‘Are you trying?’ the doctor asks, checking my notes once more.
‘I’m not married.’ The sound of my voice betrays my disappointment.
‘Professor Nixon is very good,’ she says, referring me to see a specialist.
‘What will you say on the referral?’
‘Patient notes are private Ms Franklin.’
‘Please don’t use the word pregnant. I don’t want people to talk.’
‘Do you think you might be?’
‘No, I mean, I came about stomach pains, not pregnancy.’
‘I think you had better leave, Ms Franklin. I’m referring you to see a specialist for your bloating and gastralgia. There’s not much more I can do for you unless there’s anything more you want to tell me.’
It is several weeks before I receive a letter with a date to see Professor Nixon. The gel specimens of the tobacco-mosaic virus are keeping me busy most nights. I need to find a way to reconstitute specimens of the virus and prepare them to be X-rayed. Before my trip abroad we had struggled to get good specimens, as the slides were sticky with RNA. By treating the build-up, we were able to get clearer X-rays.
On examining my stomach, the specialist Dr Nixon immediately advises surgery. He says University College Hospital will operate for free under the National Health Service, which is less than a decade old.
‘Is it really necessary?’ I ask.
‘We won’t know what’s causing your symptoms without investigating further.’
Before surgery, the nurse at the hospital hugs me and tells me not to worry. The next few minutes are a blur.
‘Have you had a surgery before?’ she says as she takes my blood pressure.
Her velvety accent sounds Caribbean.
‘The only serious illness I’ve ever had is jaundice, except for a cold now and then.’
‘When was that?’
‘I was twenty-two.’
‘You’ll be fine,’ she says. ‘Don’t you worry.’
She says it in the way that adults comfort children, with both benevolence and pity. In her palm, she is holding a small mountain of drugs.
‘Three painkillers, one penicillin. Take them.’
The doctor returns shortly afterwards with a form for me to sign.
‘It’s for consent,’ he says.
The form says that if one of my organs is damaged during the operation, the surgeon has permission to repair it.
‘How often does that happen?’ I ask him.
‘Rarely,’ he says.
Another box asks me to consent to my ovaries being removed if necessary. It says there is a chance of death from the operation.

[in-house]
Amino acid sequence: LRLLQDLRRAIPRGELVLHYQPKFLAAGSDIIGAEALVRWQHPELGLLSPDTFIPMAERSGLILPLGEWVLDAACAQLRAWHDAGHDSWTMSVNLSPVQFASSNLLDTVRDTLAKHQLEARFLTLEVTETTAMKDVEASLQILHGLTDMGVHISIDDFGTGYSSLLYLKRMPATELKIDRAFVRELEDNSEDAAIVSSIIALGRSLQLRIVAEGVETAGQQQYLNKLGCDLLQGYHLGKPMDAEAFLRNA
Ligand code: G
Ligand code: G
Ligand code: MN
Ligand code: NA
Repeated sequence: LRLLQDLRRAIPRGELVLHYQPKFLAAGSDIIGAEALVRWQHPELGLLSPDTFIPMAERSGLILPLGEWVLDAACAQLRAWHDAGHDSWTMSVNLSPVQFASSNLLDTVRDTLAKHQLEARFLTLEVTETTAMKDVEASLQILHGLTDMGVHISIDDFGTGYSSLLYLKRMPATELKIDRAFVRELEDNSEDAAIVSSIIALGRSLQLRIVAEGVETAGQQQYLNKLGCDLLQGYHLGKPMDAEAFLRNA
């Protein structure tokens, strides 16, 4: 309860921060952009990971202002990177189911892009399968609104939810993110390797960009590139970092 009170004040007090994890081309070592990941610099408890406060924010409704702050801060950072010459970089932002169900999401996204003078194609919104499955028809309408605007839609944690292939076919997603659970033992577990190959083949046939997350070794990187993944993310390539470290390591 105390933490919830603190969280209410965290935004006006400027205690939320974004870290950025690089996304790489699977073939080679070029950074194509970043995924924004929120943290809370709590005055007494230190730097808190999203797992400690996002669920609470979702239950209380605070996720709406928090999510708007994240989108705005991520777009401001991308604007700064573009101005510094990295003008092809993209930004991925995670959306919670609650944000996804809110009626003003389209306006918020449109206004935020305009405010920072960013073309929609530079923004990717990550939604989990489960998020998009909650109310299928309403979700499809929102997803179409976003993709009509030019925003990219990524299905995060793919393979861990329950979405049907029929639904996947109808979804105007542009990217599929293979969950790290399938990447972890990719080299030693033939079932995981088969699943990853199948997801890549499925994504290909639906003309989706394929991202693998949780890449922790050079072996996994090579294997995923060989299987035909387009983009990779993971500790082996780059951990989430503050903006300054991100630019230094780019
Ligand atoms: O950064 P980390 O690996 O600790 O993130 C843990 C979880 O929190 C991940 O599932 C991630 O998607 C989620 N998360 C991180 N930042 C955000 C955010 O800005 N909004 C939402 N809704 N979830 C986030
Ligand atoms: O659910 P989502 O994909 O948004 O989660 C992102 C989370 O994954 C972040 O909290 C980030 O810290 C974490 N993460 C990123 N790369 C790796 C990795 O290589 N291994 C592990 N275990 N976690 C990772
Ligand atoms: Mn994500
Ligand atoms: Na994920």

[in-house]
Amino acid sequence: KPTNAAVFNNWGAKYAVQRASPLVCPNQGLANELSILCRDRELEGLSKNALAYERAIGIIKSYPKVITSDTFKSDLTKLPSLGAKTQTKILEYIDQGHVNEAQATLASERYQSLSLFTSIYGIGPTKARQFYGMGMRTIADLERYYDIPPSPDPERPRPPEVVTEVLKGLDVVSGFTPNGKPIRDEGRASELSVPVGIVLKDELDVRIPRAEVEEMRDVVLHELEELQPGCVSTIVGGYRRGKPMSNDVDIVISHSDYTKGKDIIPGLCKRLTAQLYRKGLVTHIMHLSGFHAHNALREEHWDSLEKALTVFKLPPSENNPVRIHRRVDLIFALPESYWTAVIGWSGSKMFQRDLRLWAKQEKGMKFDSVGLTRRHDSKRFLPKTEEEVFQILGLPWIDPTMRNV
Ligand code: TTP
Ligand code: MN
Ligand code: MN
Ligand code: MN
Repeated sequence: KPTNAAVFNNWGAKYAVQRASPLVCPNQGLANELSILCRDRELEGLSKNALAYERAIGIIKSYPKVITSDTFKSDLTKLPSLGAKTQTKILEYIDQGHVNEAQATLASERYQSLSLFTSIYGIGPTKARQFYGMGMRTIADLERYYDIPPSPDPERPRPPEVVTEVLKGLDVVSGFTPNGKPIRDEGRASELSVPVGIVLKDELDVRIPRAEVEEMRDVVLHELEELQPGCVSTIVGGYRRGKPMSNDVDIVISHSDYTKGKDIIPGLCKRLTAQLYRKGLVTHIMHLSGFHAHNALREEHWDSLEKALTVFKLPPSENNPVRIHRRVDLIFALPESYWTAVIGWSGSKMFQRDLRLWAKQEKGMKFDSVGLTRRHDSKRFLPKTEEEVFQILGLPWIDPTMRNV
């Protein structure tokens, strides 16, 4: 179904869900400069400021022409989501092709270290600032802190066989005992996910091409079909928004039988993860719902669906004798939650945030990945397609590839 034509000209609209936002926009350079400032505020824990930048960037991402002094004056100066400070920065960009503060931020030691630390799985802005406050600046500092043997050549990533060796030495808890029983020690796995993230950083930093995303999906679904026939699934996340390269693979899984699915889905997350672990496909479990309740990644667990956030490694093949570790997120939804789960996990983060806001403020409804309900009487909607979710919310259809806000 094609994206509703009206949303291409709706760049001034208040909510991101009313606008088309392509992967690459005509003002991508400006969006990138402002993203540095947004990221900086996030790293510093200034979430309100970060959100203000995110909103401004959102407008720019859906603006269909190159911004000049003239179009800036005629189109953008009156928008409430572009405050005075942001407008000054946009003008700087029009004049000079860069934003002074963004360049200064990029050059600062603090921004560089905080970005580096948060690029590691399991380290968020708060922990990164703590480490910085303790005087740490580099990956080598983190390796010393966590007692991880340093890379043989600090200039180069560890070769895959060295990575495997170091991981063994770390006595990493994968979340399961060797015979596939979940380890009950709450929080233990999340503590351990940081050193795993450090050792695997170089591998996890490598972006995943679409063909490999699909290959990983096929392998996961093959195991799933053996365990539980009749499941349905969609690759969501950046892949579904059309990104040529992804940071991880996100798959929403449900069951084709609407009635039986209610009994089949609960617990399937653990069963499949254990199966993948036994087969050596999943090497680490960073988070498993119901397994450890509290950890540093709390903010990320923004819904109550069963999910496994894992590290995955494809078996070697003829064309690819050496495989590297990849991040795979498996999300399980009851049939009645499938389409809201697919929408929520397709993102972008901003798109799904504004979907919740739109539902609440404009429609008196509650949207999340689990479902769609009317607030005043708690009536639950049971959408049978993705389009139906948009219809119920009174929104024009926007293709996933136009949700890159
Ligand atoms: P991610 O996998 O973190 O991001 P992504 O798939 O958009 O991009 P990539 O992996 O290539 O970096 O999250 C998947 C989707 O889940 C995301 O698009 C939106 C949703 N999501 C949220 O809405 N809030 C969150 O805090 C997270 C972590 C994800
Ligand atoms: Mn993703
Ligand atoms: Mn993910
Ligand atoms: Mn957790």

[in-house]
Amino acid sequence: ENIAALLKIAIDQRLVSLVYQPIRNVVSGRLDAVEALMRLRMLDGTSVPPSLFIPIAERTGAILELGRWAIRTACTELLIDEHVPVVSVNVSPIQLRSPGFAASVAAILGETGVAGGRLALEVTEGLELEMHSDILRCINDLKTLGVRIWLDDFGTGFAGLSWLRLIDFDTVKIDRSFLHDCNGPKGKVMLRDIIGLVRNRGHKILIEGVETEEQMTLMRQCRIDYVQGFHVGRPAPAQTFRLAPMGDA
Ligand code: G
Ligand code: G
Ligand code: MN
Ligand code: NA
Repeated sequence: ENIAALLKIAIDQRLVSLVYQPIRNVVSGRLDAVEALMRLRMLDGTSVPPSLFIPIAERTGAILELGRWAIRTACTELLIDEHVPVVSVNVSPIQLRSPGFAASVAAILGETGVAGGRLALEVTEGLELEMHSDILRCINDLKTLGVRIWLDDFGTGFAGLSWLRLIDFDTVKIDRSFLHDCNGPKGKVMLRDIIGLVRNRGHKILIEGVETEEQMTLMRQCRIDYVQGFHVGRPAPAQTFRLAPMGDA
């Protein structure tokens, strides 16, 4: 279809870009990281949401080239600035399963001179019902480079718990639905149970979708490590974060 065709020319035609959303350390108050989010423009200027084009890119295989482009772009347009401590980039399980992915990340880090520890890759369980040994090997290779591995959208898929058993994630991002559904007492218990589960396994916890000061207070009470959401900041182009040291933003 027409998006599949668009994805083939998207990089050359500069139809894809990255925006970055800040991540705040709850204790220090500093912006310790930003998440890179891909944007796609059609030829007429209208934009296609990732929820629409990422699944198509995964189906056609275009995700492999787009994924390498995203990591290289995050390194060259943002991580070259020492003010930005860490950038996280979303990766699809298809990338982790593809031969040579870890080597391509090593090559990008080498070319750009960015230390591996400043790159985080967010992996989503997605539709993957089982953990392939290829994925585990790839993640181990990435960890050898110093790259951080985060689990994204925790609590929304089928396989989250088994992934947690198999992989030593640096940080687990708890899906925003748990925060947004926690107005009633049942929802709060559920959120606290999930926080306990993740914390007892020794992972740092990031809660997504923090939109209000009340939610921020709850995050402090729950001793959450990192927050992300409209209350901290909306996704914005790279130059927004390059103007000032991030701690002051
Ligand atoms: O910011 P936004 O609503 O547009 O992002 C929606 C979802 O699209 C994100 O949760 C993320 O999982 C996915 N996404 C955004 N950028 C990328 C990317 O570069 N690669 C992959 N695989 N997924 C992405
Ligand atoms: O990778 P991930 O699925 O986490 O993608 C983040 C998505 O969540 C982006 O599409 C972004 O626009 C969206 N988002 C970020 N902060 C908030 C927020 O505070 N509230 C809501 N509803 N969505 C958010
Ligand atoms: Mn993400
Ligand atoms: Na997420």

‘This is only meant to be exploratory,’ I say.
The nurse puts her hand on mine and looks at the form with me.
‘They only do what’s needed,’ the doctor says.
He registers my details and explains the procedure. Then he hands me a pillow and sends me to wait outside in a cemented stairway. I feel as though I am holding my block for the gallows. I had signed my life away. Now I am waiting for the inevitable. My whole body, up to my shoulders, is trembling.
‘So you’re a physicist? What are you working on?’ the anaesthetist asks as I’m laying on my back in a hospital bed, upstairs from the registrar.
‘Polio,’ I say.
He asks me to lie down and count backwards from ten while he injects the drugs into my veins. As I count the numbers, the summer sunshine begins to fade away.
I have applied for a grant to fund my investigations into the structure of polio. It is the very last thing on my mind when the anaesthetic starts to take effect. If we could map the structure of the virus, as Dorothy Hodgkin had done with penicillin, it would be possible to make a synthetic vaccine. It hadn’t been done before. A denatured polio specimen was available, but an artificial vaccine would be cheaper. The more people who were immunised, the more effective any vaccine would be. Perhaps one day it would eradicate the most paralysing killer of the age: polio.
The next thing I know, I am being propped up on a hospital bed by two nursing staff.
‘Did they find anything?’ I ask.
Their silence is palpable. From the corner of my eye, I see the nurses turn to each other while they are adjusting the bedding underneath me. There is an almost equal chance of good or bad news, but their reticence is foreboding.
Jessica is a journalist and author. She has written for publications such as The Independent, The Wall Street Journal and Business Insider, where she investigated the use of flammable cladding in hospital intensive care units in 2020.
Before that she was a member of the steering committee for Women at Dow Jones, where she spent several years as an editor and led the team that uncovered the misuse of funds at Abraaj.
Her debut novel tells the true story of Rosalind Franklin, the invisible woman behind the discovery of DNA’s double helix. It was longlisted for the Exeter Novel Prize 2020.
Social Media Links:
Website: Jessie Mills Davies (jessiemillsauthor.com)
Twitter: Jessica J. Mills Davies 💙(@Byjessiemills) / Twitter
Facebook: Rosalind Franklin and the pay gap - Home | Facebook
Instagram: Jessie Mills (@jessiemillsauthor) • Instagram photos and videos
Amazon Author Page: Amazon.co.uk: Jessie Mills: Books, Biography, Blogs, Audiobooks, Kindle
Goodreads: Jessie Mills (Author of Rosalind) (goodreads.com)